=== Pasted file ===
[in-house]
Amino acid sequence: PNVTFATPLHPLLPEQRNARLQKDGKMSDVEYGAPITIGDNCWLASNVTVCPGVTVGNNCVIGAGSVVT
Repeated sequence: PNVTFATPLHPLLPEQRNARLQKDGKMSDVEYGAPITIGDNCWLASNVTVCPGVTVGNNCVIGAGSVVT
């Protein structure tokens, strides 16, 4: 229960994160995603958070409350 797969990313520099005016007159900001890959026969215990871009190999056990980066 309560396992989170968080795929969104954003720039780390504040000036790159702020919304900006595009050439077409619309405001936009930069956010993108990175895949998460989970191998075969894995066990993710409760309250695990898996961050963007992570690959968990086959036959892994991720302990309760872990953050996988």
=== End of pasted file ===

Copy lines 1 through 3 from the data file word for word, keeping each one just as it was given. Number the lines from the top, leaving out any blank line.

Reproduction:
[in-house]
Amino acid sequence: PNVTFATPLHPLLPEQRNARLQKDGKMSDVEYGAPITIGDNCWLASNVTVCPGVTVGNNCVIGAGSVVT
Repeated sequence: PNVTFATPLHPLLPEQRNARLQKDGKMSDVEYGAPITIGDNCWLASNVTVCPGVTVGNNCVIGAGSVVT